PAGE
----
An Investment classic published in 1852.
People like crowds. The bigger the crowd, the more people show up. Small crowd, hardly anybody shows up. -Gallagher
With Gamestop, Tesla, and Bitcoin being the most talked-about investment idea in the last few months. I decided to get back to the first principles of understanding and knowing manias. The book chronicles 3 manias in the world of investing namely Mississippi mania, the south sea bubble, and Tulipomania. The book scores high on detail but low on storytelling and I would recommend people read up about these manias on Google or Wikipedia.
The Manias often were started with a novel idea, followed up with fancy stories, and then leading to mad frenzy among the crowds. The most common result of all manias is enriching a few and losses for the uninformed gullible crowd. Personally, I believe, more than understanding the nature of mania, the events give us a deep understanding of the markets and investor behavior.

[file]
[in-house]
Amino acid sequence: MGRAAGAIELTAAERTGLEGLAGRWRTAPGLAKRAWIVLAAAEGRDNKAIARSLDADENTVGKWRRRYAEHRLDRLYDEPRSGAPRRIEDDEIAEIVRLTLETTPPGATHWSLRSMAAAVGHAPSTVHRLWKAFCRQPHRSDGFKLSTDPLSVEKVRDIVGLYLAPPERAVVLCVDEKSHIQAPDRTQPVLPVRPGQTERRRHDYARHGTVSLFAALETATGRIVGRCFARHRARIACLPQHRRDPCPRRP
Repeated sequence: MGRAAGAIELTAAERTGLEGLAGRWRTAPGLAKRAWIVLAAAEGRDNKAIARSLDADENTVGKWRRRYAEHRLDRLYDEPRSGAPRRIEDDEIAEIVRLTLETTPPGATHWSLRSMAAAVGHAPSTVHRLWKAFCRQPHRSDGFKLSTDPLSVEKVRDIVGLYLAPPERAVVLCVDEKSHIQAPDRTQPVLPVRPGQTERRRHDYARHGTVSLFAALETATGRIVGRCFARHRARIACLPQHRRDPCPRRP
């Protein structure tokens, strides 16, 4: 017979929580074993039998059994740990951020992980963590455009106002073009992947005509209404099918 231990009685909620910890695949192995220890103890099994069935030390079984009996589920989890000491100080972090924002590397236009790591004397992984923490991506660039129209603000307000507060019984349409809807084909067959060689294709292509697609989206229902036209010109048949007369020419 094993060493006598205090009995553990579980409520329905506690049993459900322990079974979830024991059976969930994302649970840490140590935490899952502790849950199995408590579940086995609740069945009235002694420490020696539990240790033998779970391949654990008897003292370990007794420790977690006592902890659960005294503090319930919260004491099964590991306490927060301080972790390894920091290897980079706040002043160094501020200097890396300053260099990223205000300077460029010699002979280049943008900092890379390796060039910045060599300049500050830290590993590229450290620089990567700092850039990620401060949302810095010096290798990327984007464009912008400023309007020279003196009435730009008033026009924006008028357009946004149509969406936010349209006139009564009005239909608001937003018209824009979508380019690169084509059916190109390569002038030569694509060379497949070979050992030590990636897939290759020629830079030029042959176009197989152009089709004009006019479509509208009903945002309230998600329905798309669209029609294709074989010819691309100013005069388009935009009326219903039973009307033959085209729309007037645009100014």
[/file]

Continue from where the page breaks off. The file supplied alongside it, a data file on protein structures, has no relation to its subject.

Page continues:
It is a very common saying in India that a bull market is not peaked until the local paanwala does not start offering you investing advice. Well, all I can say is I get a similar feeling about Bitcoin as people with no knowledge are questioning my reasons for missing out on this opportunity. I have a golden rule in investing; I don’t invest in something I don’t understand. This was a lesson learned very early in my career when I invested in pharma stocks.
Recently, Lot of people at 15000 Nifty have started giving me unsolicited tips in stocks. While, I still remember I got worried about the 2008 markets way early in 2006, and stocks moved up much higher before the 2008 crisis. I am not saying we are in a bubble situation, but there is of course a mad frenzy in a lot of areas.
Please don’t convince me to invest in PSU stocks, ever. I would die a pauper rather than invest in PSUs.
Link to my blog of 2006 November – Markets: Dizzying Heights.